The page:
There's a different sense of time and this is reflected in the rhythms and subject matter, and in the underlying humour. Sometimes this can sound curiously flat to outsiders. . . just as, say, some Americans can seem tediously conversational to an Australian ear. I'm thinking of Michael Watts' sardonic humour in his 'The River': 'As the MacDonnel Ranges sit and wait | For this town to blow away'. A couple of lines, with a slow smile, but you need to have been there and to have seen the MacDonnel Ranges, and know that they are the most ancient and unearthly-looking bunch of dinosaur vertebrae – and near bare of vegetation. You've got to know the river – and not from television, but to know the culture of the riverbed and what it means. If you don't understand Northern Territory poetry and think maybe this image or that image is bit light on, you might have to consider what you don't know about the Territory.
Kaye Aldenhoven's 'Pandanus Fruit – Ubirr' is a poem from another culture. To fully appreciate the poem, you need to share the knowledge of the fruit and the place Ubirr. It's not that she needs to say more – it's common knowledge in the Territory. . . and if, as Hugh Tolhurst suggests (see Cordite #4 and #5), it's sheer ignorance which makes us bad readers, then Territory writers have been very patient. I wonder if Northern Territory writers have forgotten that the rest of us don't know what they know when we read what they write.
Northern Territory people know different things to the rest of us and look at things more circumspectly – this compares to the direct gaze of the urban writer (notwithstanding the ironic 'no comment' of even the most hyperpomo-cover-my-tracks poet).
What impresses me, even with the poems which end with a joke or a throw-away line, is that there is a seriousness of purpose. Not self-regarding particularly. Sometimes when you read urban poetry. . . it is as if poets have run out of things to write about. . . and they start on the alphabet poems, or poems on the days of the week, or translations, or descend into that irritable cleverness which is all wit and no witness. Bored poems. There are bored poems everywhere, and some of them are good, some of them amusing, some of them written by some very good poets which is fine, but not if they become the dominant poetic culture of a place to the exclusion of all else.
Issues of judgment and rights are bought up every day in one way or another in the Territory. The mad Northern Territory laws which lead to mandatory imprisonment for even a young mother over a minor disagreement in a shop (to the chagrin of the shop owner as well as to the 'criminal'), the dodgy deals done over land, the uranium protesters. . . This issues are larger and more real than most urban issues – and frequently appear in the poetry of the Territory.
Some Northern Territory poets don't write in English and that's when you know you are living in a different country. Compare how Michael Watts writes when he's speaking about the Territory and how he's writing when he speaks about 'Those Blue Mountains'.
While poets everywhere are struggling financially, poetry is alive and well in strange places. Poetry itself has freedoms because it's seen to be a harmless pursuit, eccentric and economically uninfluential. Its marginalisation means that it can do what it likes and no-one will complain, except perhaps poets themselves. . . and usually about themselves, the way they are treated, who thought what of their latest book. Northern Territory poetry suffers and delights in a further marginalisation. . . it's seen as outside the main thrust of Australian poetry. . . if it's seen at all.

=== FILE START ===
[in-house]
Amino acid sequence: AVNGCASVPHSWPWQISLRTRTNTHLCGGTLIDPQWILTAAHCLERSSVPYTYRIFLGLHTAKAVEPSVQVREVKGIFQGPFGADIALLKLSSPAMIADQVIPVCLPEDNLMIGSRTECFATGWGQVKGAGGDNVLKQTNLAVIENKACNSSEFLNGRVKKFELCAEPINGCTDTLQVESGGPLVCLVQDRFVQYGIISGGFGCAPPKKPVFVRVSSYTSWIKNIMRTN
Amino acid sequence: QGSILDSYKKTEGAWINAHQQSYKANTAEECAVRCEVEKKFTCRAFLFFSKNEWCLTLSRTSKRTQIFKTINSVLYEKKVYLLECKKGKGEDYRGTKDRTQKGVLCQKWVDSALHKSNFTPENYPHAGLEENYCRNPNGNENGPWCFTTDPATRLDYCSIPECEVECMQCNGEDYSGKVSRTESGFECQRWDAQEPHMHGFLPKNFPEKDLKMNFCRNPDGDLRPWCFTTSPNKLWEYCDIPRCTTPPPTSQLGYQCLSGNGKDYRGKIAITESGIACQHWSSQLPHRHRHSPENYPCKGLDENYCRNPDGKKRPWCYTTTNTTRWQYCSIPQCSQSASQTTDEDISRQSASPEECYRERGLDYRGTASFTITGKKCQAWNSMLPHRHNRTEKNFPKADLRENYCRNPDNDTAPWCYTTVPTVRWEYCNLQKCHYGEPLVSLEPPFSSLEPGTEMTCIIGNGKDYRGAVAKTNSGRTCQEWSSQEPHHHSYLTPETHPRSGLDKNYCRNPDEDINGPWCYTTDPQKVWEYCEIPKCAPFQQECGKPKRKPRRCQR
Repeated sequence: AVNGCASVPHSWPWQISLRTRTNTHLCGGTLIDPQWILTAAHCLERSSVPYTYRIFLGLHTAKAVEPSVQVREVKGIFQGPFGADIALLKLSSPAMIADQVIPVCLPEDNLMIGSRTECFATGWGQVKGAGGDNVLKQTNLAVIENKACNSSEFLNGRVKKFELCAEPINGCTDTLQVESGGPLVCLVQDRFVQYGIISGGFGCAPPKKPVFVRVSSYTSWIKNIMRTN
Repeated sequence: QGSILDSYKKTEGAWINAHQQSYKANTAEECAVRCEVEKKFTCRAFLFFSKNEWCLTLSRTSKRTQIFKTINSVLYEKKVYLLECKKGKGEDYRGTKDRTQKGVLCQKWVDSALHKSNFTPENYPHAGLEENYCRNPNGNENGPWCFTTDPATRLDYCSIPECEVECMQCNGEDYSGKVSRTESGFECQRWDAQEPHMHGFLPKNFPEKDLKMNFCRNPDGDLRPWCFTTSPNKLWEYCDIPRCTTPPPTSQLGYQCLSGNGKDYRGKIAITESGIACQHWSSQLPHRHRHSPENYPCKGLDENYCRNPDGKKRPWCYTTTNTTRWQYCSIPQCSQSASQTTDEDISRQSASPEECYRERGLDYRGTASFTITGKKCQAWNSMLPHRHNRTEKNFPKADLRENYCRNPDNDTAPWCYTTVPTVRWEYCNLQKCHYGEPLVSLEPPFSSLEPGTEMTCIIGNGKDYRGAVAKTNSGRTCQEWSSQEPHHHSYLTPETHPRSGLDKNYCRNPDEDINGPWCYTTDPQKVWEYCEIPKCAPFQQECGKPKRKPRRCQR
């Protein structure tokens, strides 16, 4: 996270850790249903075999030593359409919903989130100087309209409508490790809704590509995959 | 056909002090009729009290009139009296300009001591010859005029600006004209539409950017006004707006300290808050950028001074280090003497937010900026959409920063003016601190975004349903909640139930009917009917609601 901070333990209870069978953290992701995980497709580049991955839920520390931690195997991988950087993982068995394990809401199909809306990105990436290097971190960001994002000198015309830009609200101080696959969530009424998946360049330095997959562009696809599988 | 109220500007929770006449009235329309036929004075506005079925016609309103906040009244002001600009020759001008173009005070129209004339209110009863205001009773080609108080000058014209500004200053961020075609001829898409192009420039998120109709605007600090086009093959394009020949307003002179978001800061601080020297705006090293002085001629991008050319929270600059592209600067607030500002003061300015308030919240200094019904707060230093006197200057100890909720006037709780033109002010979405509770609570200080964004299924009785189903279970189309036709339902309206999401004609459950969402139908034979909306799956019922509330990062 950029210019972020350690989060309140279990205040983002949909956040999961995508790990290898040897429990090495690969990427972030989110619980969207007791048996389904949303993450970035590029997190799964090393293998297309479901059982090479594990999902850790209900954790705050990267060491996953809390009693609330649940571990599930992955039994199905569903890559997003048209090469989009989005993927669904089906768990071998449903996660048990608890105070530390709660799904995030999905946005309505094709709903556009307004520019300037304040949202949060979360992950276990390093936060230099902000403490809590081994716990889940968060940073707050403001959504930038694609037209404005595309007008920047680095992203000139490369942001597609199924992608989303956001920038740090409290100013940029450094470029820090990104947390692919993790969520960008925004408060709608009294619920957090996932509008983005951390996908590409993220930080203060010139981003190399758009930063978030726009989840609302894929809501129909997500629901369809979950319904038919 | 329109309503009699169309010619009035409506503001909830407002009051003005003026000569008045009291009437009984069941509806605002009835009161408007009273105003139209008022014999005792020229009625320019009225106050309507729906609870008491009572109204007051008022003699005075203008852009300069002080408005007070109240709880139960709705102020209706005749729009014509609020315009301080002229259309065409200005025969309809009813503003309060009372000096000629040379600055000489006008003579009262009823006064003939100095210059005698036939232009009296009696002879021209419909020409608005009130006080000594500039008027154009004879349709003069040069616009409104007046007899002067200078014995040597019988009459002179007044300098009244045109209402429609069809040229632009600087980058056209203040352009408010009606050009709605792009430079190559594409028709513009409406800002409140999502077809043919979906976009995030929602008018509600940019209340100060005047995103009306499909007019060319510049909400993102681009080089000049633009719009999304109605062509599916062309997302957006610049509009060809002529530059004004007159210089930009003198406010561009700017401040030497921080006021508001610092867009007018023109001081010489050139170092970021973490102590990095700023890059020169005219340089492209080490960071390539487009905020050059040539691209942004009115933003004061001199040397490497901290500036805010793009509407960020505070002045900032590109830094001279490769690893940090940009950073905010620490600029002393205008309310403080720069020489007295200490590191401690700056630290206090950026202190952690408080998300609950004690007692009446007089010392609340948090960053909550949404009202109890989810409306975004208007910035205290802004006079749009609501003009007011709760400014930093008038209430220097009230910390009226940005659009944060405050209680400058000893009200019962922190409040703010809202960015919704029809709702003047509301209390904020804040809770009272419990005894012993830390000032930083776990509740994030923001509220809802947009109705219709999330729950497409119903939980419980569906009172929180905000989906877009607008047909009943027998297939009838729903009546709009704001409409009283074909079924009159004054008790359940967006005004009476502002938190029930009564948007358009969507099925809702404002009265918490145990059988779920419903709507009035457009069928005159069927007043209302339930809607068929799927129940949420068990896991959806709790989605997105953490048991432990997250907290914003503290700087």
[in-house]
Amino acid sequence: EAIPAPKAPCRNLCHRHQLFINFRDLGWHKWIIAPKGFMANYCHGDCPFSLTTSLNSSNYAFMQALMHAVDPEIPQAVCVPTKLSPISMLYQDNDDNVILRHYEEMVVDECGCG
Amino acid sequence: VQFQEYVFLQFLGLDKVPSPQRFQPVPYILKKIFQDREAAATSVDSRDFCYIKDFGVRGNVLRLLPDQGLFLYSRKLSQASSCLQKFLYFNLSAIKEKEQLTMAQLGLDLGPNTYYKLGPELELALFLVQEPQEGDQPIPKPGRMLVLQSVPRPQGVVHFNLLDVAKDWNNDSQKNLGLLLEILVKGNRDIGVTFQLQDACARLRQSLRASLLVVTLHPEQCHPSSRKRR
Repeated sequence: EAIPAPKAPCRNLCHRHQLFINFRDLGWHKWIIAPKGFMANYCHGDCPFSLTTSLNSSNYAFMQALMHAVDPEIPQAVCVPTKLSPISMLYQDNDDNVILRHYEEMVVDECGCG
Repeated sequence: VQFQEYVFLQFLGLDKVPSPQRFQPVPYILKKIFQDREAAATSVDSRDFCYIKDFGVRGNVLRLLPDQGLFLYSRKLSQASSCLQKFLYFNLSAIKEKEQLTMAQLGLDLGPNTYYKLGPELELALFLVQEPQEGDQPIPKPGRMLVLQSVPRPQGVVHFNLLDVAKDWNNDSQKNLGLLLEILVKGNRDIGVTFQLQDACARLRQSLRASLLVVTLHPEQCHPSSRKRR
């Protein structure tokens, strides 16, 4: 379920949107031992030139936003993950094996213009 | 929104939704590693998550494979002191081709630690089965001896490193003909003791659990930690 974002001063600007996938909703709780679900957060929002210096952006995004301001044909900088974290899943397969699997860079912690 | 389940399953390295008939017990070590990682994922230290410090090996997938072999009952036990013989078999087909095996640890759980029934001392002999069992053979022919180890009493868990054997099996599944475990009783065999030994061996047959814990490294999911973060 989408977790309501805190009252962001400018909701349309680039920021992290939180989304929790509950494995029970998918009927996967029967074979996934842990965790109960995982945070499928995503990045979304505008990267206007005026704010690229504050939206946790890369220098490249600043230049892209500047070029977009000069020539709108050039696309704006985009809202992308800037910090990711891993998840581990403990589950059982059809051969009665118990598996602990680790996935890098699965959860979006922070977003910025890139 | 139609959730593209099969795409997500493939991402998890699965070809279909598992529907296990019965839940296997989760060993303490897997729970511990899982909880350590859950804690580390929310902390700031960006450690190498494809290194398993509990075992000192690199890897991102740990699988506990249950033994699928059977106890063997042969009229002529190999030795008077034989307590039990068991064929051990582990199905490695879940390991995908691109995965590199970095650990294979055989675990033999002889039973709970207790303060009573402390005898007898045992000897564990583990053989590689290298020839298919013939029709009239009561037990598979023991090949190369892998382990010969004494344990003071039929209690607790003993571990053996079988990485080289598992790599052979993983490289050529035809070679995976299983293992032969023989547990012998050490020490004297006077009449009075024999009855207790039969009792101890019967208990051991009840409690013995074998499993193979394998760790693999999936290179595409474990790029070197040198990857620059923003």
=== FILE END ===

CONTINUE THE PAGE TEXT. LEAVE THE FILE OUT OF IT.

There have been many policies designed to thwart this last perception at both an institutional and at a personal level, but this is useless unless we look for and acknowledge differences – and encourage them. The Northern Territory literary poetry prizes are now restricted to Northern Territory writers only (although I believe this is currently under review) which further removes an arena for Northern Territory writer to participate in Australian Literature. I can imagine the reasoning behind it, but it effectively tells Australian writers, and Northern Territory writers in particular that they are not fit to compete on a national stage.
There are currently a limited number of forums for Northern Territory writers to see themselves as Northern Territory writer. Now that the Northern Territory Writer's Centre is up and operational, and with a proactive executive officer in Marian Devitt, there is more cross-fertilisation. However, with the journal Northern Perspective offering no, or highly irregular, perspectives on issues, Northern Territory writers have limited opportunities to examine their own particular cultures and have to speak in (literally) foreign tongues.
Northern Territory is not another state of poetry, it's another country – the difference hard to define yet understood by most poets who live there. It's got enough critical mass perhaps to have a community of poets and is marginalised enough to have a liberty to write what and however it wants. It's hard to pin down and hard to even say that there is one Northern Territory. There is huge diversity of experience and location and it is struggling, and winning, a place in Australian poetry. I hope. The more Northern Territory poetry defines itself as the centre of the universe the stronger it will become.
Images: Adrian Wiggins 'Approaching Kata Tjuta in a Ford Maverick' (top); Coral Hull 'Inland' (bottom).